Information and document security is an increasing concern for the U.S. Federal government, both for internal systems and for systems operated by contractors or suppliers. Recently, the National Institute of Standards and Technology (NIST) published updated guidance to help organizations and agencies better protect against cyber attacks in the supply chain. The Biden administration made this a major focus of the cybersecurity executive order last year to prevent breaches like the attack involving the SolarWinds’ Orion product. This revised guidance is meant to encourage agencies to assess vulnerabilities not only of internally-developed systems and software but also of products and installed software created outside the United States. NIST’s Zero Trust framework is an important facet of evolving cyber investments and digital transformation within agencies, in addressing cyber vulnerabilities and mission risks.  

Compromise of Controlled Unclassified Information (CUI) data may represent the path of least resistance for cyber attackers, and one of the most significant risks to our national security. CUI can be distributed by the government, for use by the Government Contractor (GovCon) community in opportunity assessment, program and technical analysis, and this CUI may include information and data that ultimately becomes part of program execution, requiring standard security controls. Examples include, but are not limited to:

  • System technical details and locations
  • Mission process and personnel role descriptions
  • Information security needs or risks
  • Data repository designs or schemas
  • Access control and end-user device requirements

CUI and 3PAO Attestation

Do you accept and use CUI in your sales, capture, proposal and program transition activities? Is your CUI properly secured and protected, and how do you know?

Engagement of the GovCon community with Federal programs, systems, and communications is most secure with 3rd-party attestation (3PAO) of continual, certified protection of CUI. Self-certification is insufficient. This includes data shared among employees, vendors, and teaming partners participating in end-to-end opportunity pursuits and mission award transition.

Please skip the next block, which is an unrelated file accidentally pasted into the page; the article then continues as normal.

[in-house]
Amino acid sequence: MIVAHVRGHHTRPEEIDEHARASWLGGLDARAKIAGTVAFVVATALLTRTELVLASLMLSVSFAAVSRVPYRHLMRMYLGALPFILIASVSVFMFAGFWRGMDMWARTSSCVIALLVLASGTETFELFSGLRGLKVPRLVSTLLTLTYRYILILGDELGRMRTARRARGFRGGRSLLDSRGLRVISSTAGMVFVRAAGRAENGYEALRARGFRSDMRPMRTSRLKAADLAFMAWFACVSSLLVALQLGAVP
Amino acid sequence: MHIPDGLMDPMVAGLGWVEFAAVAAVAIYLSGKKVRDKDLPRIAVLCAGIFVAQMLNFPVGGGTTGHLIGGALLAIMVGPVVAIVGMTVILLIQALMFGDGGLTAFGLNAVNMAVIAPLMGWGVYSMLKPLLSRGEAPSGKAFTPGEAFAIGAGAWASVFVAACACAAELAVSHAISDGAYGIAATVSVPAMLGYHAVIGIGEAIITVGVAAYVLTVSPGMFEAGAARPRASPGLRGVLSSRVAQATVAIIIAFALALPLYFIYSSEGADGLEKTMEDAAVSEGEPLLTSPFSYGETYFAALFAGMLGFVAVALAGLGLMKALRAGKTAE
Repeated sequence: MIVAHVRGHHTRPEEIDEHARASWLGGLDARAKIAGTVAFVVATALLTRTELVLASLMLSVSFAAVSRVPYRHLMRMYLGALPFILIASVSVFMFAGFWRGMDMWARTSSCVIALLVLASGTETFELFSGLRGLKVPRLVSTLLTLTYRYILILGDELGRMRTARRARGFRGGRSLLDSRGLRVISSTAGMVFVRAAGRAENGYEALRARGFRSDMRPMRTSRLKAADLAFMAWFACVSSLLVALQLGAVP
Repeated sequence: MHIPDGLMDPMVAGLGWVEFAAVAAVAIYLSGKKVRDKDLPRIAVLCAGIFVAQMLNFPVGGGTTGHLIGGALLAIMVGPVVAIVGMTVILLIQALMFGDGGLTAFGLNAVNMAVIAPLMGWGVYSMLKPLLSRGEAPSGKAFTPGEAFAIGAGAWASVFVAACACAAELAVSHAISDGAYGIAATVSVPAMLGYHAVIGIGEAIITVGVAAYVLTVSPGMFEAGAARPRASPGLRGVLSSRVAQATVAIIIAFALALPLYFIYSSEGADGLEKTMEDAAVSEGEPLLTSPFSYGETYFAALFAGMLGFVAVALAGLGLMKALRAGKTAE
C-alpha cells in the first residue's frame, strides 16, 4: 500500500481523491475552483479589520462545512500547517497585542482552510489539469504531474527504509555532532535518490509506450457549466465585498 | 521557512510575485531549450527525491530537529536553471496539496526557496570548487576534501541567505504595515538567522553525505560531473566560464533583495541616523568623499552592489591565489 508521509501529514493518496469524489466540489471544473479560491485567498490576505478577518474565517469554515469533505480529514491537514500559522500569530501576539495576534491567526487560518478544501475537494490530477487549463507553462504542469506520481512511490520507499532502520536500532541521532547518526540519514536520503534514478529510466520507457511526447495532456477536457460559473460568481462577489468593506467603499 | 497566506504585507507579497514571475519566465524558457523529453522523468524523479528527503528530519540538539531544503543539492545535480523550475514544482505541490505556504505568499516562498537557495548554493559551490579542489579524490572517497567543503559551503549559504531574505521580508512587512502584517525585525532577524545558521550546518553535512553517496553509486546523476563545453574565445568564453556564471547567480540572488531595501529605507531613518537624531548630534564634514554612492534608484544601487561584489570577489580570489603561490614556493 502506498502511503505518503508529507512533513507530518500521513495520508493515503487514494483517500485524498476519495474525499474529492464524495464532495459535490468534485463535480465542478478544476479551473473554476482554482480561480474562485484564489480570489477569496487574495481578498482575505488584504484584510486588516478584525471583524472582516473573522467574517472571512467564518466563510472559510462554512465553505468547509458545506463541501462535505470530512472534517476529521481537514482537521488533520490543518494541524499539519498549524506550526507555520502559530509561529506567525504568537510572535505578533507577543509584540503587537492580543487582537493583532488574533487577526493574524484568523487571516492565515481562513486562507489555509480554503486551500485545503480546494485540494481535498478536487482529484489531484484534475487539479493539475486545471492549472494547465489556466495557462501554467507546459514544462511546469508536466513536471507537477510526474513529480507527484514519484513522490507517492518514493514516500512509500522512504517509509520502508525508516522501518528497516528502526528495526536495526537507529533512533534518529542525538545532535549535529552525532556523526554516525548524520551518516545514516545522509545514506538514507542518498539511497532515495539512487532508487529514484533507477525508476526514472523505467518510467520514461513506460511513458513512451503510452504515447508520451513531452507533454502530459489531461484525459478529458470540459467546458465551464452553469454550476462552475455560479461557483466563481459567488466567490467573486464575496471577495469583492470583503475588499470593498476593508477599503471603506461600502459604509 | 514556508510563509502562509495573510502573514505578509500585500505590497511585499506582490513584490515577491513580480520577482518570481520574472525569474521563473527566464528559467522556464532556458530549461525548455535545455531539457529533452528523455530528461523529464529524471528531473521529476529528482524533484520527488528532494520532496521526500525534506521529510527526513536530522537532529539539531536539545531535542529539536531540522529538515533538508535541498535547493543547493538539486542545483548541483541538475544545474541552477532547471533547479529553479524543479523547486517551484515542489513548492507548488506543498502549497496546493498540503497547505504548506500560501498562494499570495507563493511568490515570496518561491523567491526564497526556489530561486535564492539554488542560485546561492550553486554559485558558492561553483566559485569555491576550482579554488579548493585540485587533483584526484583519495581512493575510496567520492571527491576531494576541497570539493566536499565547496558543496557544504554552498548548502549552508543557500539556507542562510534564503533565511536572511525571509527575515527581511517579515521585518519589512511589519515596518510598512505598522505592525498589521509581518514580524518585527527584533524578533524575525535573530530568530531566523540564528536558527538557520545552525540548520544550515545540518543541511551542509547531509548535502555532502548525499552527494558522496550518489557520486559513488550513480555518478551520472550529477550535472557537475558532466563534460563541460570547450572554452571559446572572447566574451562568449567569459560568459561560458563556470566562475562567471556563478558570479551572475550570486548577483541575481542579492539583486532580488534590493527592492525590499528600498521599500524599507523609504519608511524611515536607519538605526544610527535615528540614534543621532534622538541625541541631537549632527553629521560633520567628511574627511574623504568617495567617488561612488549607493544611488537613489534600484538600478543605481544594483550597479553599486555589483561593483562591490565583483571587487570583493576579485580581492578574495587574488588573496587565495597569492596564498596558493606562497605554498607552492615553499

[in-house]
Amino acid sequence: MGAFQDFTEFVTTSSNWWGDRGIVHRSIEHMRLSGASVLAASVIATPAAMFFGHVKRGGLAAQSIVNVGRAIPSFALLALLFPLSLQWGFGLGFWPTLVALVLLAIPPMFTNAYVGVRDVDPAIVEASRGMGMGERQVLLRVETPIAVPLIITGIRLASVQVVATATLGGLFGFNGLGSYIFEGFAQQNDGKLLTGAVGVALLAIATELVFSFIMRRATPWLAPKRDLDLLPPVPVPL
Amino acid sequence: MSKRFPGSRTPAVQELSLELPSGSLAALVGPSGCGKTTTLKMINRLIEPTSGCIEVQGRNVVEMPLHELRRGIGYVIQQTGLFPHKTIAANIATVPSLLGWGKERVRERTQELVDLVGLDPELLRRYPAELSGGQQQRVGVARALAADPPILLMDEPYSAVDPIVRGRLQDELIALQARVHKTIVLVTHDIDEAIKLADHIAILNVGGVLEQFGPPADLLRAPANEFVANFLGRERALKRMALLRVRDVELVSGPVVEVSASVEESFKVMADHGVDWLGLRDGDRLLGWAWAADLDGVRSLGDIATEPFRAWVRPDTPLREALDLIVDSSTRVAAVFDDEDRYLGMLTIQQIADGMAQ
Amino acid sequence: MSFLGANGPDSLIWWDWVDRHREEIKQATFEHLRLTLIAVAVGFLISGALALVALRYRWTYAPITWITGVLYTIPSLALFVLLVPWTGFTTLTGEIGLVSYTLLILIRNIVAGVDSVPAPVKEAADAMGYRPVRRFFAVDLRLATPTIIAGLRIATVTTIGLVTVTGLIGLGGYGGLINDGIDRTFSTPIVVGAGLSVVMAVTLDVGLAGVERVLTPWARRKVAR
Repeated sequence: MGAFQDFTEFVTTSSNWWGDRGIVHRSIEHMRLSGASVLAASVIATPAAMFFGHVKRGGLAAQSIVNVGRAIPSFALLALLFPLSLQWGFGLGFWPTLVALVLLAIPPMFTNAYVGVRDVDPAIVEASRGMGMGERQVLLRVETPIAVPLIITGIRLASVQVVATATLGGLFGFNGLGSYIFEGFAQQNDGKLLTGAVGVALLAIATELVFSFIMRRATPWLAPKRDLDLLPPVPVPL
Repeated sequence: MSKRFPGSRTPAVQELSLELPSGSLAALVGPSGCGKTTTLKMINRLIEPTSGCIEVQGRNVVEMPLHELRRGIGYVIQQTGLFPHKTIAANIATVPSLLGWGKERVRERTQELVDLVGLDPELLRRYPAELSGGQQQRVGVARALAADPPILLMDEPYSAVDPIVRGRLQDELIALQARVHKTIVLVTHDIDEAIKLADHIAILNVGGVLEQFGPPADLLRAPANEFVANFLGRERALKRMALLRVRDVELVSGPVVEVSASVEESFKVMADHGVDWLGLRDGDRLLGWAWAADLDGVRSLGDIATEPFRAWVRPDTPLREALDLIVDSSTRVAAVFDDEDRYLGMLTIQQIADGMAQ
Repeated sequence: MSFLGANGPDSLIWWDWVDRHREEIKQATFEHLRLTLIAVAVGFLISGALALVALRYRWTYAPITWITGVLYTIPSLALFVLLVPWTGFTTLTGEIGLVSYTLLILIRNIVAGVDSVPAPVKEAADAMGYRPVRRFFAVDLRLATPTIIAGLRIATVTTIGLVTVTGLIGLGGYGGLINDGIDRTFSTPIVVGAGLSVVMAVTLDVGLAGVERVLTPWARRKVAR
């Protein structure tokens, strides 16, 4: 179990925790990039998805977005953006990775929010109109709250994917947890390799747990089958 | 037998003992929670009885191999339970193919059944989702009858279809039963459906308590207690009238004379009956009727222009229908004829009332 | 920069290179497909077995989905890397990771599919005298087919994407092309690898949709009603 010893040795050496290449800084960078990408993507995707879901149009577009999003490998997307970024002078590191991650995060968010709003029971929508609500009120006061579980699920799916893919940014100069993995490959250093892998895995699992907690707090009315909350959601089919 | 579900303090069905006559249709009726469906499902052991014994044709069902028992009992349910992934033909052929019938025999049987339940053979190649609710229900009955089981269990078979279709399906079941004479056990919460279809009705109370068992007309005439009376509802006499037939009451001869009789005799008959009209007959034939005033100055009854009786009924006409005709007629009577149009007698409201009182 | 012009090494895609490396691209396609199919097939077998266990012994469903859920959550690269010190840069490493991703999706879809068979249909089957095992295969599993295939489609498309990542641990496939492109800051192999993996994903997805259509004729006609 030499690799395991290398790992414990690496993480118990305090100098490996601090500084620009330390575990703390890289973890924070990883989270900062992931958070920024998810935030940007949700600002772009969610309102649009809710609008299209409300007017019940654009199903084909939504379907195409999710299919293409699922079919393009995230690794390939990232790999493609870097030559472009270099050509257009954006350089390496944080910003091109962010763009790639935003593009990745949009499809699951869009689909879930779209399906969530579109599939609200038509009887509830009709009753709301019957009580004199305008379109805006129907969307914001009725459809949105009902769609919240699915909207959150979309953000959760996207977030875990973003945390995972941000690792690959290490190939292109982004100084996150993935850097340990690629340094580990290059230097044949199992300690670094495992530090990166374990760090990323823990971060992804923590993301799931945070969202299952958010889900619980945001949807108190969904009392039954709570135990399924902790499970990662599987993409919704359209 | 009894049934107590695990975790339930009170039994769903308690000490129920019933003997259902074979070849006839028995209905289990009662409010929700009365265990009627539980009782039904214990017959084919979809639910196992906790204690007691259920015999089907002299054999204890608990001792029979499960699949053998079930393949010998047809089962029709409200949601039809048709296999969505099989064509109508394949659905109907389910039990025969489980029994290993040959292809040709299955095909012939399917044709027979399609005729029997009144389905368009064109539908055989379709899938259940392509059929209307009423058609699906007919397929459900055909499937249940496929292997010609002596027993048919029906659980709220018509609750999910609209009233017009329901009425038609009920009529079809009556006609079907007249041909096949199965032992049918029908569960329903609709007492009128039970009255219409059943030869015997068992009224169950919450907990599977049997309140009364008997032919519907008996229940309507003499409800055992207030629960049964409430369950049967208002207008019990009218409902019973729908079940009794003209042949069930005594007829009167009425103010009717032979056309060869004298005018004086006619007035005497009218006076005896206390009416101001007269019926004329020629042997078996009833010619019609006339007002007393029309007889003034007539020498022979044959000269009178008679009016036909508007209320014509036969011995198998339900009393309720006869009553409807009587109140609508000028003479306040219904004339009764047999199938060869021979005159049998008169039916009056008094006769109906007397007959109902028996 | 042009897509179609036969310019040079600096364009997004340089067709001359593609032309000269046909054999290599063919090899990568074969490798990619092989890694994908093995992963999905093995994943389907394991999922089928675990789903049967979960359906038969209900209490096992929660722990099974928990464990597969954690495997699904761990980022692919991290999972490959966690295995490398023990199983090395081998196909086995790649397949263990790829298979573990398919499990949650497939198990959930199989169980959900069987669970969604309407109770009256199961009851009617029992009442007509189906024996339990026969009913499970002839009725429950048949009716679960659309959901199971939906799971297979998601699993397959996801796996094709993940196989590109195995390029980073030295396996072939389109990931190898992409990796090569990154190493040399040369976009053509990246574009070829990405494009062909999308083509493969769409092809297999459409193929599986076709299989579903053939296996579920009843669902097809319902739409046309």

Secure CUI With Capture2Proposal

It is critical for GovCon organizations to understand CUI data characteristics and profiles, and how to manage and secure it. The Cybersecurity Maturity Model Certification (CMMC) program outlines requirements regarding how organizations contracting with the DoD must maintain their CUI. 

Are you already aware of this risk, understand CMMC, and seeking a compliant software platform for managing your GovCon opportunity document lifecycle? C2P has recently received 3PAO attestation for CMMC v2.0 Level 2 compliance, which verifies information management security compliance with Federal Government-wide standards and controls as required by DFARS 252.204-7012. This includes use of FedRAMP-authorized cloud services via Microsoft’s Azure government cloud (Moderate, per NIST SP 800-53). 

With C2P, organizations can store and share CUI and proprietary artifacts across the entire business development and proposal lifecycle, all while complying with CMMC regulations.  

Very few software and cloud SaaS platforms used by the GovCon community at this time, outside of awarded contract work, fully protect CUI according to developing and constantly-changing DoD standards for CMMC.

No other platform for sales, CRM, capture and proposal management GovCon activities maintains this level of CUI protection.

Find out how C2P can help today!

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